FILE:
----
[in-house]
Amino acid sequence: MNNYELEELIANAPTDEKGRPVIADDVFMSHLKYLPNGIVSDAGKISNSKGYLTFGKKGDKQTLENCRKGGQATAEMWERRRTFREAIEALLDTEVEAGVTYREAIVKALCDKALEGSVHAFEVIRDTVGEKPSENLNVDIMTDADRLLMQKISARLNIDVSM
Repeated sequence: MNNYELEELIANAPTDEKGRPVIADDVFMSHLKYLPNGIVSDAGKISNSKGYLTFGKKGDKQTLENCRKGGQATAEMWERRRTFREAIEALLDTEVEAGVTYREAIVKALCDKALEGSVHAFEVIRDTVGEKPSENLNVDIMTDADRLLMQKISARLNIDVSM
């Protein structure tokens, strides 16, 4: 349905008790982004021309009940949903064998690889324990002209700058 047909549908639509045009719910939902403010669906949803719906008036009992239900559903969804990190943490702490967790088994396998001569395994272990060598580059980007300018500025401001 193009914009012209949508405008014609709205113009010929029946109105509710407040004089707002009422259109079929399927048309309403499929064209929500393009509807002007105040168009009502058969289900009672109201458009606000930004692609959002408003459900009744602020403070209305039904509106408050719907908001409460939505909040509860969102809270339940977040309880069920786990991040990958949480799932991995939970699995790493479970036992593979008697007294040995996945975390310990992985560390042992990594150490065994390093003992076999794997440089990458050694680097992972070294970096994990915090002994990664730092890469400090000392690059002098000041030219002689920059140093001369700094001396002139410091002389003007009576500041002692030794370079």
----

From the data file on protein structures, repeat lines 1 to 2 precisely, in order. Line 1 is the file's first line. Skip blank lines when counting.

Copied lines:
[in-house]
Amino acid sequence: MNNYELEELIANAPTDEKGRPVIADDVFMSHLKYLPNGIVSDAGKISNSKGYLTFGKKGDKQTLENCRKGGQATAEMWERRRTFREAIEALLDTEVEAGVTYREAIVKALCDKALEGSVHAFEVIRDTVGEKPSENLNVDIMTDADRLLMQKISARLNIDVSM